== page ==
An overview of how a shifting economy and inclining interest rates will impact commercial real estate in 2017.
In our last post we summoned the bear in us to rail on the Fed for its flagging credibility stemming from its lack of courage to shift to a tighter monetary policy.
The bears wonder when Ms. Yellen & Company will finally run out of excuses for perpetuating their cheap money stance, which has painted the central bank into a corner it can’t get out of without inflicting serious pain on all of us.
Yet, there is no denying that some measure of pain will be the consequence of a decade’s long experiment in rates at the zero bound. While the Bears would rather take their medicine now in hopes of less pain, the Bulls still like the cheap money and hope the Fed takes its time and finds more excuses to maintain the status quo. They choose not to think about pain until they actually feel it.
After hinting, suggesting, and hedging for a full year, our fearless central bankers finally stepped up and increased the benchmark Fed Funds Rate by 25 basis points to .75%.
While most experts were expecting the move and market reaction was mostly baked in, the very fact that Ms. Yellen and her Federal Open Market Committee actually made the move is significant. They have given every excuse they could think of over the past four quarters to leave their foot on the gas, but running monetary stimulus at full throttle has left little room to respond to an economic slowdown that many feel is looming.
The economy has been in a technical recovery for over 7 years, but it has been anything but robust. GDP growth is languished at the 2% level for the past few years and too many of the millions of new jobs created during the recovery have been at the lower end of the wage scale.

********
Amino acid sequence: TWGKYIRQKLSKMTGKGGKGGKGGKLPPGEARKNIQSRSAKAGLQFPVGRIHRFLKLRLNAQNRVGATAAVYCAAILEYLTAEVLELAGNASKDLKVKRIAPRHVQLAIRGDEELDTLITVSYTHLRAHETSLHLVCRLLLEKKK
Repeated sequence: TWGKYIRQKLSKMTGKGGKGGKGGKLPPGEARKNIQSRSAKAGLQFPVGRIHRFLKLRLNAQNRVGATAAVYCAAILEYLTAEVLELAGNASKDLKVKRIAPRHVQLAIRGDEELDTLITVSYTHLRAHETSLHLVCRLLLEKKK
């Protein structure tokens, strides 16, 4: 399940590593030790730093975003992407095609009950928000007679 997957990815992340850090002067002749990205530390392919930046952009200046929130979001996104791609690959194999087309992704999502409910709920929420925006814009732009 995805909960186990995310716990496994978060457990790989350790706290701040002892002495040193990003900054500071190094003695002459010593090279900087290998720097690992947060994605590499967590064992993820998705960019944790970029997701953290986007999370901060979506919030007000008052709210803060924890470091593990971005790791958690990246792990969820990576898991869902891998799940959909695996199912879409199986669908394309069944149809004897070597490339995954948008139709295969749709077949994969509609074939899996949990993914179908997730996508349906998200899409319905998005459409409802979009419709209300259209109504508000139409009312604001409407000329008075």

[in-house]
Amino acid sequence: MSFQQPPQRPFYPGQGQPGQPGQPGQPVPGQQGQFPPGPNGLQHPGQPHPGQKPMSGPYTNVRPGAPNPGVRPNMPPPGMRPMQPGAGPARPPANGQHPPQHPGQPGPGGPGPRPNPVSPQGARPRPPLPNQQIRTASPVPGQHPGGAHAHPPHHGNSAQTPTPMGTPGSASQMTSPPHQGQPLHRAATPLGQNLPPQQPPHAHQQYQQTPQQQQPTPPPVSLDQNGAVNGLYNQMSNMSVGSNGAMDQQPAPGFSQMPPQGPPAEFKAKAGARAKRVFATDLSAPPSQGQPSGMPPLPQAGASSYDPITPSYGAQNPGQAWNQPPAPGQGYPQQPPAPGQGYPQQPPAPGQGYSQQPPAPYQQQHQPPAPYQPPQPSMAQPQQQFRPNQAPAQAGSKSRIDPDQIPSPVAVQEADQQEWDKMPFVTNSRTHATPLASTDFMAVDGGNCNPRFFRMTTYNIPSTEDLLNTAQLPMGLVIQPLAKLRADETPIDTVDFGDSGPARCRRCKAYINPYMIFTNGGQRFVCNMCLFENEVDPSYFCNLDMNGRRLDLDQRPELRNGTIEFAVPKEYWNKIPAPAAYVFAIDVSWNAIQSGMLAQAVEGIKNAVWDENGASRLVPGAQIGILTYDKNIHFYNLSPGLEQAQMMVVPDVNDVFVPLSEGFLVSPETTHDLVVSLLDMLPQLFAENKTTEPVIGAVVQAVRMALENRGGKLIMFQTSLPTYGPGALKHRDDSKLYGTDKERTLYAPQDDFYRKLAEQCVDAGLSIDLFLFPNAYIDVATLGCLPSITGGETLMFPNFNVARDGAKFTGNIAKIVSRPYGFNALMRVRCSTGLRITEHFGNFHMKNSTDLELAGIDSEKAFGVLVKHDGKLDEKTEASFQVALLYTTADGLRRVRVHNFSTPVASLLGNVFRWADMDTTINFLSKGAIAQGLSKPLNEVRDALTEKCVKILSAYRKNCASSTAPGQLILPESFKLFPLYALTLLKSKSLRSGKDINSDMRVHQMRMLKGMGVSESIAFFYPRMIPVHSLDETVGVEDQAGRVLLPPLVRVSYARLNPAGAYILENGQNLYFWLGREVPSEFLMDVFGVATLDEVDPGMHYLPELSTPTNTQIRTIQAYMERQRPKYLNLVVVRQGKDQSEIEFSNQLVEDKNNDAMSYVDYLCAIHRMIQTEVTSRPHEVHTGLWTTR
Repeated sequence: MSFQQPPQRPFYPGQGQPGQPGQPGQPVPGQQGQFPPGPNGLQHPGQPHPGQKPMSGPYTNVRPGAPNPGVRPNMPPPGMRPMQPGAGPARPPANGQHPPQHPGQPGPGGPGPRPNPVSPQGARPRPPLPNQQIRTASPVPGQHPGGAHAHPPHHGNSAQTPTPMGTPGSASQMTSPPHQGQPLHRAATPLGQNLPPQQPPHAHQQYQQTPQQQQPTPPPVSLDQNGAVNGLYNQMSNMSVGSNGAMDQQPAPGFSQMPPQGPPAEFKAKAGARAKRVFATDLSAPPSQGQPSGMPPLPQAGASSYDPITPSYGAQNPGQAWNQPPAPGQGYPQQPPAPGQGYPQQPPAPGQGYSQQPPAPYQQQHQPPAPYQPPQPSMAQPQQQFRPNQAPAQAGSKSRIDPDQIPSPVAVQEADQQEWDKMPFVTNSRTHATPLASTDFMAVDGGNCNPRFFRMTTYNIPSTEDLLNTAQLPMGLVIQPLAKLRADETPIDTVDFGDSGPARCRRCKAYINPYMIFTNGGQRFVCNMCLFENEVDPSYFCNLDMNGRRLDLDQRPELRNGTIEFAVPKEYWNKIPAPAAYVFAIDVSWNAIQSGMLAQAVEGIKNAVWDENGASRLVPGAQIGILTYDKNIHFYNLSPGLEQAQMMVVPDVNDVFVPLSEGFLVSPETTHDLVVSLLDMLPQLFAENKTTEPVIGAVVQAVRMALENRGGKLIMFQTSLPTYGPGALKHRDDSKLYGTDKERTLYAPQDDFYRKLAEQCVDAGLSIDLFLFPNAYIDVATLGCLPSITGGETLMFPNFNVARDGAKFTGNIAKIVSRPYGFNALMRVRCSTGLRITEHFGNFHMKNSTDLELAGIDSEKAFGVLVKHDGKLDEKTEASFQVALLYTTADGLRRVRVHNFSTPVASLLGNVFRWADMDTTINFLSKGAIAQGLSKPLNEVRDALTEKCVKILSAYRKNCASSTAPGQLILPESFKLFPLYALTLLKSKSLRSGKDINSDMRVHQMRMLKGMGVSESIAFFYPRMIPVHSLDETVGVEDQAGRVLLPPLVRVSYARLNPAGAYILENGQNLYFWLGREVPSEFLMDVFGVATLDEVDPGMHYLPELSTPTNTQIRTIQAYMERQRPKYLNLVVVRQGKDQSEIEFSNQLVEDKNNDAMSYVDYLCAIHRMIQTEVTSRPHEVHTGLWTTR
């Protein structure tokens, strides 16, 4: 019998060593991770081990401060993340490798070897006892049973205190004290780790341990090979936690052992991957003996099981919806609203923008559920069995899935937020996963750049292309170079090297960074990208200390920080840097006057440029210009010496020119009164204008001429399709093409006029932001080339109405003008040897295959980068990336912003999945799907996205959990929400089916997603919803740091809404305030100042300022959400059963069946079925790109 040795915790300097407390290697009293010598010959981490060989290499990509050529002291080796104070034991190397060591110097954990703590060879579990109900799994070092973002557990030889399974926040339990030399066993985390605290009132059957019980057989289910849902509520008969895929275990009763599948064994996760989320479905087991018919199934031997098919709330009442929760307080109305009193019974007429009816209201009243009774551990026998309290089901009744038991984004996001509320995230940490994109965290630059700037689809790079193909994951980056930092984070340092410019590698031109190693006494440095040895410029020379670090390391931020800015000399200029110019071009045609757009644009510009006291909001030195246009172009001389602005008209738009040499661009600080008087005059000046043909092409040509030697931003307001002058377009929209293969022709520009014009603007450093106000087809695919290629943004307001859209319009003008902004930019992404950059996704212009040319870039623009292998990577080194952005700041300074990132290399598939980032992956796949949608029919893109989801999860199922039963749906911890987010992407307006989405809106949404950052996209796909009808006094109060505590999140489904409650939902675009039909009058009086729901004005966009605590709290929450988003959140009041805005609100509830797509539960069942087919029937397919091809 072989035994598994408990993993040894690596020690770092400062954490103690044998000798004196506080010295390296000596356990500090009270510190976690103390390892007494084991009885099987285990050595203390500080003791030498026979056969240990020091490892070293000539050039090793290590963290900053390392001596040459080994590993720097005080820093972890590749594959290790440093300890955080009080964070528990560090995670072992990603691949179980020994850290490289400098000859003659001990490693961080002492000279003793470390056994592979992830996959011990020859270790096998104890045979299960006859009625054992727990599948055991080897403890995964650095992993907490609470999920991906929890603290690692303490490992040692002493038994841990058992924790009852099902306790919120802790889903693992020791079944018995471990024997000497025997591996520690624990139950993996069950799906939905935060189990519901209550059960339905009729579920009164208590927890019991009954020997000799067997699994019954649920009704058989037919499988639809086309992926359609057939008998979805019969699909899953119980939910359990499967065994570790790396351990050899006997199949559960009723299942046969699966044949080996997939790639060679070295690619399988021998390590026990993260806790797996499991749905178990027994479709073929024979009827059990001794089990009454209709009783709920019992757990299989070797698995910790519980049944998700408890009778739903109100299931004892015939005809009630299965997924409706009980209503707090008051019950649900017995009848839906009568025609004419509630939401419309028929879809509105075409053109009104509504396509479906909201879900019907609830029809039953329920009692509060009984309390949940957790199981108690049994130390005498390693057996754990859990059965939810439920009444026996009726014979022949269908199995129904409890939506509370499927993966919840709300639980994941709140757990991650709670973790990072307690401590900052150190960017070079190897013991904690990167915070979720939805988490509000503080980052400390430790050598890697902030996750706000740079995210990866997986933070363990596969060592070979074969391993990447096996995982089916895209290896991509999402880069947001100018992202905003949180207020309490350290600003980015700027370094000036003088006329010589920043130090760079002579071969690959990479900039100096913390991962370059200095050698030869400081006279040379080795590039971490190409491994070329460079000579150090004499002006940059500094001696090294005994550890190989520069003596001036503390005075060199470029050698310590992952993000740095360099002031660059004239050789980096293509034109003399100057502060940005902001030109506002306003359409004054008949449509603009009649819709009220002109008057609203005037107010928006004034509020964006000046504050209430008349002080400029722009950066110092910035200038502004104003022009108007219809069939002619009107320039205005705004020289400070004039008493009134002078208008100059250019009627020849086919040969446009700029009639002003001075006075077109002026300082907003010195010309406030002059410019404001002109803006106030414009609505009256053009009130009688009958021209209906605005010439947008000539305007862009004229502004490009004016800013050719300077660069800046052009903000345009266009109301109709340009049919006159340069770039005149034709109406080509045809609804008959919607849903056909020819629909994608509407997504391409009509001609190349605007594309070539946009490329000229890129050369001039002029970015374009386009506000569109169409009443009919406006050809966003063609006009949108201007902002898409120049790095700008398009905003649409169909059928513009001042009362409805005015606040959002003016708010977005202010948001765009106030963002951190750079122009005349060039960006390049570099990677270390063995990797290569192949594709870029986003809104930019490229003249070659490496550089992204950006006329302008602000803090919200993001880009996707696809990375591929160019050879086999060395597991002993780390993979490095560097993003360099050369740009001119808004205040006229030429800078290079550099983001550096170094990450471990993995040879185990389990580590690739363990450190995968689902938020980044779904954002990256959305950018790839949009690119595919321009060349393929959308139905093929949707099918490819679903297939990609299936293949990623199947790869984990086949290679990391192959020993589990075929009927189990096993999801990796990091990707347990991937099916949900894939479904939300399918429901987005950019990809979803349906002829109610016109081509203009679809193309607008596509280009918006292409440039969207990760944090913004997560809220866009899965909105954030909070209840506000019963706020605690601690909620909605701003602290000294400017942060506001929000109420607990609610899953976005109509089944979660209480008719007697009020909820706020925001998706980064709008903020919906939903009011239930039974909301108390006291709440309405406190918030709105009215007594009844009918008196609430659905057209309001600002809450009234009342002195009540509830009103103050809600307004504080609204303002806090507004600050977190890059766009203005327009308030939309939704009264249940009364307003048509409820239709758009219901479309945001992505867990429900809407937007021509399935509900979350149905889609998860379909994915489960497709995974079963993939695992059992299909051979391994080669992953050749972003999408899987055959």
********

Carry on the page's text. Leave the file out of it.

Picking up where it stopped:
The U-3 unemployment rate (the one we hear about every day) is now under 5%, but the U6 rate, which includes the ranks of the “under-employed”, just recently fell below 10%. Wage growth has been weak and the Labor Participation Rate, which measures the percentage of those eligible for work actually in production, remains in the 63% range.
That’s not much to celebrate.
Assuming rates will keep moving higher, we now look at the potential impact of the rising cost of money as it relates to commercial real estate. Even the bullish of Bulls will admit that a higher cost of capital will not go unnoticed.
The relationship between cap rates and the interest rate on debt is undeniable. Smart investors don’t purposely buy property at 5% cap rate and borrow money at 6%.
Negative leverage is not a good thing. Period.
But, for the past few years, cap rates have been compressing, and depending on product type and market, going-in cap rates are in the 4% to 6% range. While there are several reasons for the compression, the main one is cheap debt. Even if you have to buy at a 5% cap rate, but you only have to pay 4% for your debt, leverage is positive. That is good thing. Period.
So, with those simple facts in mind, you would think everyone would assume that cap rates will decompress accordingly as soon as the cost of debt moves higher. Hard to argue with that logic, but the Bulls find a way.
They see vacancy rate declines, positive net absorption, rising rents and a lack of new inventory as reason enough to think that the bull run in commercial real estate is far from over.
In major markets like Southern California that are nearing full buildout, the cost of remaining land is prohibitively expensive and that adds value to existing properties, as they are becoming irreplaceable. To Bulls, the value of irreplaceable assets can only go up over time, and, they do have a point. The supply/demand balance is still way out of whack.
Too much money is chasing too few deals and that perpetuates competition for quality assets.